The KSAN House Society says it is back to square one in its attempt to find a permanent location for a homeless shelter that would be open during the cold weather months and possibly longer, where it hopes to provide additional services.
It had found a building to buy on Lazelle Ave. in the downtown core but a needed rezoning was rejected by council in a 4-3 vote April 25 after councillors decided the location wasn’t suitable.
The decision left Ksan with a mixed message, said Ksan executive director Amanda Bains last week.
“It’s a bit frustrating because we have been given direction from city staff to look in the downtown area, and now that the city council has rejected our rezoning application, we feel like anything we propose in the downtown area would be rejected,” said Bains.
“So where does that leave us?”
At a public hearing on April 25 which preceded the council vote, councillors heard from a number of business owners and others that businesses downtown would continue to suffer from public intoxication and loitering downtown if council approved of the rezoning and Ksan opened a shelter in the building between the post office and Terrace Interiors.
There were also worries about public safety.
Also presented was a petition of 613 signatures opposing the rezoning as well as over 600 form letters – 423 letters in support and 258 in opposition to the rezone and shelter.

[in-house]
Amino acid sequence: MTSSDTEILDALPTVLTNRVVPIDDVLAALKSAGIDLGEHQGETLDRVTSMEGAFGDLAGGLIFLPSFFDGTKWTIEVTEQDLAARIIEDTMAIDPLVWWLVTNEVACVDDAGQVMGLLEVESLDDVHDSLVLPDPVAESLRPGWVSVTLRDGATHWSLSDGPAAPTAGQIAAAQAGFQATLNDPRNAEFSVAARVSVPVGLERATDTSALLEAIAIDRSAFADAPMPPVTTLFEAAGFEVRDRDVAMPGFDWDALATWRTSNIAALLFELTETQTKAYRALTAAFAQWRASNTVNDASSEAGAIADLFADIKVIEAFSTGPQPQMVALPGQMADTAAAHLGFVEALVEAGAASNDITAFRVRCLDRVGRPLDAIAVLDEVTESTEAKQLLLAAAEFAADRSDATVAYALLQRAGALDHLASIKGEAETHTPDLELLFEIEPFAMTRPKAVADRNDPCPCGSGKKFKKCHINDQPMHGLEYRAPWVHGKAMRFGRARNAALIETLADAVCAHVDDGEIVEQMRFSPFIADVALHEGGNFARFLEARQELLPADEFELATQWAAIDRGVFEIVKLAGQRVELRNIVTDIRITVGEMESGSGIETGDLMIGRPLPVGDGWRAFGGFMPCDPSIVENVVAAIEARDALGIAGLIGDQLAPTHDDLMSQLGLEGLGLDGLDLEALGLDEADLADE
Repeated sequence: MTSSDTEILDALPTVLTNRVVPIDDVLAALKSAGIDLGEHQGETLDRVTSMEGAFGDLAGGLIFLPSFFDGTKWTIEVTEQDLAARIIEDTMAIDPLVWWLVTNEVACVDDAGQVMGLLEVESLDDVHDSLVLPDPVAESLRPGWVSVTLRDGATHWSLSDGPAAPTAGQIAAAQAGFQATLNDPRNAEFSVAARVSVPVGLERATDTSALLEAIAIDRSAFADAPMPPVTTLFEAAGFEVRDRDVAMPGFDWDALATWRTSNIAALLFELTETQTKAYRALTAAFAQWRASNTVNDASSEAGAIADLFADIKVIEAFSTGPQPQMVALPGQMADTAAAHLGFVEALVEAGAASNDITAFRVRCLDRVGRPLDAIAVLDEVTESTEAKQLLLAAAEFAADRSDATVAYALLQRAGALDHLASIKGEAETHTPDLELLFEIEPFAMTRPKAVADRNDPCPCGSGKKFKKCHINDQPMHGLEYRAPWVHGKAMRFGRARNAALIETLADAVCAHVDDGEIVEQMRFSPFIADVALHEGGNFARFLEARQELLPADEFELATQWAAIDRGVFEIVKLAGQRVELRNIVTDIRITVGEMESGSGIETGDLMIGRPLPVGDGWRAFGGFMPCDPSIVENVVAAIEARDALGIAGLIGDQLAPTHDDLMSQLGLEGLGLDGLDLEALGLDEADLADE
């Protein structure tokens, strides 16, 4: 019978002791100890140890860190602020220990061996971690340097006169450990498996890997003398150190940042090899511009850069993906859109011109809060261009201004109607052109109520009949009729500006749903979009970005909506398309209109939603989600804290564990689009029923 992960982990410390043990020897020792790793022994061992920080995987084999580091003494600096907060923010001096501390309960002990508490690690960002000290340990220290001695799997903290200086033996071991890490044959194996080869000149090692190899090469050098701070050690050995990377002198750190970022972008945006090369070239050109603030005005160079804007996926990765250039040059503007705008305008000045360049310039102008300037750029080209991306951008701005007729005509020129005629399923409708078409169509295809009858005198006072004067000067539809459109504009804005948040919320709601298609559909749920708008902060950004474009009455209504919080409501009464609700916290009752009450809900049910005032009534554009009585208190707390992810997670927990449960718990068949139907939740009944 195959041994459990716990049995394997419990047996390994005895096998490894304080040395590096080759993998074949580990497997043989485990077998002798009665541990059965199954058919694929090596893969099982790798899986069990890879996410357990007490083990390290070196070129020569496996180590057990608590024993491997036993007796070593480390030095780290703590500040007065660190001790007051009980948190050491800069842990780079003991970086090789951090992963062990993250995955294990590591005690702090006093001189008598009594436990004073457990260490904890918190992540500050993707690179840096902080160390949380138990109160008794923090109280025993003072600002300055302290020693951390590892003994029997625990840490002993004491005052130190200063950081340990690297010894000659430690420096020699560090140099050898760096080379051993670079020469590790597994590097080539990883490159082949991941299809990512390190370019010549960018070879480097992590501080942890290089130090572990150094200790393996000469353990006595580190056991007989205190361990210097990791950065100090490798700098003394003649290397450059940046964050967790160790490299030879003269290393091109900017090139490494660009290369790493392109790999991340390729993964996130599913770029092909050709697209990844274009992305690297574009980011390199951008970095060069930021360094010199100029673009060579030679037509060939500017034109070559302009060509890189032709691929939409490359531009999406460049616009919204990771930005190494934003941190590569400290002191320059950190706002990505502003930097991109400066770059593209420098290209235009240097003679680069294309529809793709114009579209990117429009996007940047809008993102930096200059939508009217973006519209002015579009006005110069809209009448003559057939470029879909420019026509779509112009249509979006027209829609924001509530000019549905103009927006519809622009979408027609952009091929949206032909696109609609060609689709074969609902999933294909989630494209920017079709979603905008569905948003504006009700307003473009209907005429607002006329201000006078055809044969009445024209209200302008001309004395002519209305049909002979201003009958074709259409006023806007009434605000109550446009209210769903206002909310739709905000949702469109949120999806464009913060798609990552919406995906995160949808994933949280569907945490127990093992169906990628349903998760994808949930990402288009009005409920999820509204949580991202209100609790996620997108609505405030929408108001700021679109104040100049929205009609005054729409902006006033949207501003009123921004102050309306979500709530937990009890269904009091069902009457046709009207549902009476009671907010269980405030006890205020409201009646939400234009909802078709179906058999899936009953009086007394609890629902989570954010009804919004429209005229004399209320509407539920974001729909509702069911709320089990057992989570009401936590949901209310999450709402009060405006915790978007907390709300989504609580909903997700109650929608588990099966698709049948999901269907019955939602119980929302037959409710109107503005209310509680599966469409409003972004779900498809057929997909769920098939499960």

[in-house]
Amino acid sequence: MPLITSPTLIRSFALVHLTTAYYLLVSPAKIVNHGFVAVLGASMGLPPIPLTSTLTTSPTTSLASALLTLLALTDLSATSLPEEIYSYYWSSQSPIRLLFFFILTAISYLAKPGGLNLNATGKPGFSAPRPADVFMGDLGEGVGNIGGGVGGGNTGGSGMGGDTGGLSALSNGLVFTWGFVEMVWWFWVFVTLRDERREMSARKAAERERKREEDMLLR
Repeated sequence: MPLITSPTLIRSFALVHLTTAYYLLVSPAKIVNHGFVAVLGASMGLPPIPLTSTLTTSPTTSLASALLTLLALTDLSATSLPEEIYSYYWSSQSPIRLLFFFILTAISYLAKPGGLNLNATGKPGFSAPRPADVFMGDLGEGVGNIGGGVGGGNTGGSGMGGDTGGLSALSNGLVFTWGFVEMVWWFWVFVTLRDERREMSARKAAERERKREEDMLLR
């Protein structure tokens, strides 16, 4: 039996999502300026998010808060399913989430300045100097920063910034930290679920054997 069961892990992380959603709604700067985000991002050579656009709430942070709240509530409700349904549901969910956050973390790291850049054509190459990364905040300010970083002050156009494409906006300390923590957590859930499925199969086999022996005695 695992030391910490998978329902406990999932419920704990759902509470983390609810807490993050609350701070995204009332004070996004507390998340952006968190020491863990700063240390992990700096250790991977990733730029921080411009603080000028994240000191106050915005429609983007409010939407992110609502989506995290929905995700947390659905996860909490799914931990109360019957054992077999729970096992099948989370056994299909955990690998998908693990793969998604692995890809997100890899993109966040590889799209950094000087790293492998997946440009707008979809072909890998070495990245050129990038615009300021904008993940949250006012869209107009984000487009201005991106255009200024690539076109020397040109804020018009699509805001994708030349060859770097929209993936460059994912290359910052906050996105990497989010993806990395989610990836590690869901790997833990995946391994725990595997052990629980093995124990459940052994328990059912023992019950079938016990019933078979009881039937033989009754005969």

For the past two winters Ksan has rented space overnight at the All Nations Centre on Sparks, close to downtown, for its 20-bed extreme weather shelter but the space did not have adequate kitchen or washroom facilities.
That shelter is popularly called a “damp” shelter because it allows in people who have been drinking.
Ksan also operates a homeless shelter at its Hall St. complex on the southside but that shelter does not allow in people who have been drinking.
Ksan’s seasonal cold weather shelter program is financed by a grant from the provincial BC Housing and its plans for a permanent location could, finances permitting, allow it to be open for a longer period of time and provide a base for programs to help the homeless.
A city-financed survey from April 20-21 this year found that there are 101 homeless in Terrace, increasing from the 74 counted in 2015 and 64 in 2014, with growing numbers of young people.
Bains said Ksan will likely search out another location for a temporary cold weather shelter.
“We are just trying to absorb everything that is coming our way, sift through the information, find out what all our options are,” Bains said.
Finding a permanent location takes time Ksan staffers don’t have, she added.
“This is the type of thing you do off the side of your desk,” she said.
“I really feel like Terrace is stuck with what it has. They are stuck with the status quo, because they are not allowing the people who actually do the work, to do the work,” said Bains.
One suggestion presented to Ksan is to do what Campbell River on Vancouver Island has done – using a converted shipping container.
Fitting up to 16 people, the container has been modified to contain one washroom and eight heated units containing double bunks.